While I was waiting for my connection in Amsterdam and still reeling over paying seven dollars for a measly pastry and a very small cup of coffee, I struck up a conversation with a gentleman named Garry. He grew up in Zululand but has lived in Texas for thirteen years. He’s an engineer and fixes oil rigs all over the world. Garry was very familiar with The Upper Room, since he was involved with the Walk to Emmaus. We talked for more than an hour about life in South Africa and about faith. We exchanged cards and promised to be in touch. He’s a delightful man with many connections to NGOs in his native country. God is blessing my life with such amazing people before I even hit the ground in Cape Town.

We’re flying over the Italian Alps now, and the scenery is stunning. Snow-capped mountains stretch toward the sky; tiny villages dot the landscape. This is one of the few times I’m grateful to have a window seat.

Airport Wait

“Please call me as soon as you can,” said the voicemail. Oh, no, I thought. This can’t be good. I called my friend and traveling companion and found out that she isn’t able to fly out today. My poor friend spent last night in the ER with an awful stomach bug. She won’t leave Nashville until Tuesday. Please keep her in your prayers for a speedy recovery.

I’m now at BNA, waiting to board. I’m amazed at how calm everything is on this Sunday after Thanksgiving. Usually, it’s a zoo at the airport on this post-holiday weekend. I also had my first experience with the infamous “naked machine.” I hope my picture isn’t plastered all over the Internet.

I’ll be traveling for the next 24 hours, plus some–Detroit, Amsterdam, Cape Town. It has been sunny and nice in Nashville for the past few days, but today it has turned cold and rainy. It will be nice to have summer again for 10 days.

I’m excited about what waits for me on the other side of the pond. Let the adventure begin–well, after I and my luggage arrive safely

Preparing for Placement Visit

“It was the best of times, it was the worst of times” comes to mind when I think of all the preparations I still have to make for my placement visit to Cape Town. (Leave it to Dickens to say it best.) Getting sick last week threw me for a loop and got me behind in everything. I’m still not hundred percent, and I’m trying not to get overwhelmed as I begin to hash out my to-do list.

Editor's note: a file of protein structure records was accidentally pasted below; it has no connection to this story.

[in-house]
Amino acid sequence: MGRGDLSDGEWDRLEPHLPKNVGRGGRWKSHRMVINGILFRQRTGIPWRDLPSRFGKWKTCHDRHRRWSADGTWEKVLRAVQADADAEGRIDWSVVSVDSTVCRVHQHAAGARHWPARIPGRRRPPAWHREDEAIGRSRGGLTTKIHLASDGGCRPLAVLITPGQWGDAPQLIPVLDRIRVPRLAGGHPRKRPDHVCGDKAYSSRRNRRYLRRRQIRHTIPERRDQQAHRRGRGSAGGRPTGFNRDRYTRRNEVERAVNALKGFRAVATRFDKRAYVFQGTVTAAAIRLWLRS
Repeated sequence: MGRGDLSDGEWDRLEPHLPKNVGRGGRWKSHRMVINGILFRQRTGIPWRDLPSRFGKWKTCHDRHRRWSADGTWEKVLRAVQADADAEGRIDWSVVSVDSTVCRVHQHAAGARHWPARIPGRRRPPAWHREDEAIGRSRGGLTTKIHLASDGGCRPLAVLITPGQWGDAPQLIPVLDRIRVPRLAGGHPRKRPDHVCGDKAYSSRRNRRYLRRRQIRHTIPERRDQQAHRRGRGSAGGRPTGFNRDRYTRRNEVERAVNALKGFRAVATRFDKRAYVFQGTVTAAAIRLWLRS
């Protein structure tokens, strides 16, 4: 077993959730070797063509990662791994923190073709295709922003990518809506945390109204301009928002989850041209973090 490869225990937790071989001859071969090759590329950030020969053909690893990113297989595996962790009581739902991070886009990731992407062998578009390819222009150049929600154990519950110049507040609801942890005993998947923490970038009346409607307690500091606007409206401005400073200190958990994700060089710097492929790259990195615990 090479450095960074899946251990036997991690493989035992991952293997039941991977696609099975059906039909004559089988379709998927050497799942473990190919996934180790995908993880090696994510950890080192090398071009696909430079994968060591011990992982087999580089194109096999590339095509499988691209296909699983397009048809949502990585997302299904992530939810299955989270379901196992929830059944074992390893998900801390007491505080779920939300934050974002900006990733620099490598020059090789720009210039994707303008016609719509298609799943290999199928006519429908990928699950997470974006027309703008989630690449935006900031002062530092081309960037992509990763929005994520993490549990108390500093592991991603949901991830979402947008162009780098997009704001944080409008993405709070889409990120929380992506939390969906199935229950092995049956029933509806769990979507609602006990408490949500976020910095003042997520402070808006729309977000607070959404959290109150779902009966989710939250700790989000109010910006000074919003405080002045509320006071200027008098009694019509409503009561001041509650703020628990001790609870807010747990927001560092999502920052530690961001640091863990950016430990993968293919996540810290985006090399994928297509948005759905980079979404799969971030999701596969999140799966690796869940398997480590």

While I was sick, I started to think about the true purpose of my placement trip. I have been so busy with the preparations that I haven’t had much time to think about the reason why I’m traveling to Cape Town in the first place. Yes, I’m going there to visit four organizations–Scripture Union South Africa, Growing the Church, Anglican Youth South Africa, Anglican Students’ Federation–with which I may work for the long term. But what do these visits really signify? A lot, to tell the truth; and I’m somewhat nervous. My skill sets and personality needs to match their needs and vice versa; my placement needs to be a good fit.

I think my fears go back to the old elementary school fear with which we adults still struggle: Will they like me? Will they want me to be a part of their team? I’m praying for God to help me lay aside these fears and to trust him to lead me to the right organization. In the end, that’s where I want to be; there’s where I can make a difference, give, receive, learn, and grow. God has been guiding each step of my journey to become a cross-cultural Christian worker, and I know God will continue to do so. I just need to listen.